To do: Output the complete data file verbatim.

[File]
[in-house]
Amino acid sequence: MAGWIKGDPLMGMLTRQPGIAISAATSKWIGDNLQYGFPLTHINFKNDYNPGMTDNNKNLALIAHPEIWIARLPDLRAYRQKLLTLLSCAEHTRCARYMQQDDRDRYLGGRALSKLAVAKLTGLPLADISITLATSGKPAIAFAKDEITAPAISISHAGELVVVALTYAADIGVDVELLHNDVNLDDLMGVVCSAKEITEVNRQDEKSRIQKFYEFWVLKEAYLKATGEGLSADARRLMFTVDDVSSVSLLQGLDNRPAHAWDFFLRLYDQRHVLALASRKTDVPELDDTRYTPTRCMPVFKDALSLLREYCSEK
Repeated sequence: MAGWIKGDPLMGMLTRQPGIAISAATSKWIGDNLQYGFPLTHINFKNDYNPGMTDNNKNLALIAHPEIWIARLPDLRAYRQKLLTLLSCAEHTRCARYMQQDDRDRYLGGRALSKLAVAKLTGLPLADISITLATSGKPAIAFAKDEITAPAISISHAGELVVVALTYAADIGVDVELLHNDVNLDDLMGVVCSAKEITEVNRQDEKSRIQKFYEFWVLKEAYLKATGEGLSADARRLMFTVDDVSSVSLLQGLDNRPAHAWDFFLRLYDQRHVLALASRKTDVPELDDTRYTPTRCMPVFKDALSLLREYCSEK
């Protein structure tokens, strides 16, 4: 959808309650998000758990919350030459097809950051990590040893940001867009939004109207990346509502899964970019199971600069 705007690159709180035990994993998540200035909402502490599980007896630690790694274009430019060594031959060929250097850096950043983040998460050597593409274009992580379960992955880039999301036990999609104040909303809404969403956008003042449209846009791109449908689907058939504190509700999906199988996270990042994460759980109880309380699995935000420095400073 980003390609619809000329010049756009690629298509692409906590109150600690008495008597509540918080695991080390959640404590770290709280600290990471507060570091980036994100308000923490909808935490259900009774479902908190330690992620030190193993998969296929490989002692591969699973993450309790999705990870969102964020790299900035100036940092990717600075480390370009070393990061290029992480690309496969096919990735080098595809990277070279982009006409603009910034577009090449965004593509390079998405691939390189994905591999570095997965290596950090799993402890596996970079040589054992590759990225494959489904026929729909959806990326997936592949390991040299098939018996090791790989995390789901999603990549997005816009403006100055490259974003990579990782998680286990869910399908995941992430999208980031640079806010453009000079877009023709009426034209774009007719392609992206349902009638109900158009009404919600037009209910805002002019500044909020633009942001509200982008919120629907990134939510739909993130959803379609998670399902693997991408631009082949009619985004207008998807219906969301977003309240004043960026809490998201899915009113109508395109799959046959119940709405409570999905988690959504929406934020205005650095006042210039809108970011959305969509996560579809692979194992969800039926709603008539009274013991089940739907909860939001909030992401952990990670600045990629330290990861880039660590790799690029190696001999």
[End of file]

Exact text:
[in-house]
Amino acid sequence: MAGWIKGDPLMGMLTRQPGIAISAATSKWIGDNLQYGFPLTHINFKNDYNPGMTDNNKNLALIAHPEIWIARLPDLRAYRQKLLTLLSCAEHTRCARYMQQDDRDRYLGGRALSKLAVAKLTGLPLADISITLATSGKPAIAFAKDEITAPAISISHAGELVVVALTYAADIGVDVELLHNDVNLDDLMGVVCSAKEITEVNRQDEKSRIQKFYEFWVLKEAYLKATGEGLSADARRLMFTVDDVSSVSLLQGLDNRPAHAWDFFLRLYDQRHVLALASRKTDVPELDDTRYTPTRCMPVFKDALSLLREYCSEK
Repeated sequence: MAGWIKGDPLMGMLTRQPGIAISAATSKWIGDNLQYGFPLTHINFKNDYNPGMTDNNKNLALIAHPEIWIARLPDLRAYRQKLLTLLSCAEHTRCARYMQQDDRDRYLGGRALSKLAVAKLTGLPLADISITLATSGKPAIAFAKDEITAPAISISHAGELVVVALTYAADIGVDVELLHNDVNLDDLMGVVCSAKEITEVNRQDEKSRIQKFYEFWVLKEAYLKATGEGLSADARRLMFTVDDVSSVSLLQGLDNRPAHAWDFFLRLYDQRHVLALASRKTDVPELDDTRYTPTRCMPVFKDALSLLREYCSEK
């Protein structure tokens, strides 16, 4: 959808309650998000758990919350030459097809950051990590040893940001867009939004109207990346509502899964970019199971600069 705007690159709180035990994993998540200035909402502490599980007896630690790694274009430019060594031959060929250097850096950043983040998460050597593409274009992580379960992955880039999301036990999609104040909303809404969403956008003042449209846009791109449908689907058939504190509700999906199988996270990042994460759980109880309380699995935000420095400073 980003390609619809000329010049756009690629298509692409906590109150600690008495008597509540918080695991080390959640404590770290709280600290990471507060570091980036994100308000923490909808935490259900009774479902908190330690992620030190193993998969296929490989002692591969699973993450309790999705990870969102964020790299900035100036940092990717600075480390370009070393990061290029992480690309496969096919990735080098595809990277070279982009006409603009910034577009090449965004593509390079998405691939390189994905591999570095997965290596950090799993402890596996970079040589054992590759990225494959489904026929729909959806990326997936592949390991040299098939018996090791790989995390789901999603990549997005816009403006100055490259974003990579990782998680286990869910399908995941992430999208980031640079806010453009000079877009023709009426034209774009007719392609992206349902009638109900158009009404919600037009209910805002002019500044909020633009942001509200982008919120629907990134939510739909993130959803379609998670399902693997991408631009082949009619985004207008998807219906969301977003309240004043960026809490998201899915009113109508395109799959046959119940709405409570999905988690959504929406934020205005650095006042210039809108970011959305969509996560579809692979194992969800039926709603008539009274013991089940739907909860939001909030992401952990990670600045990629330290990861880039660590790799690029190696001999």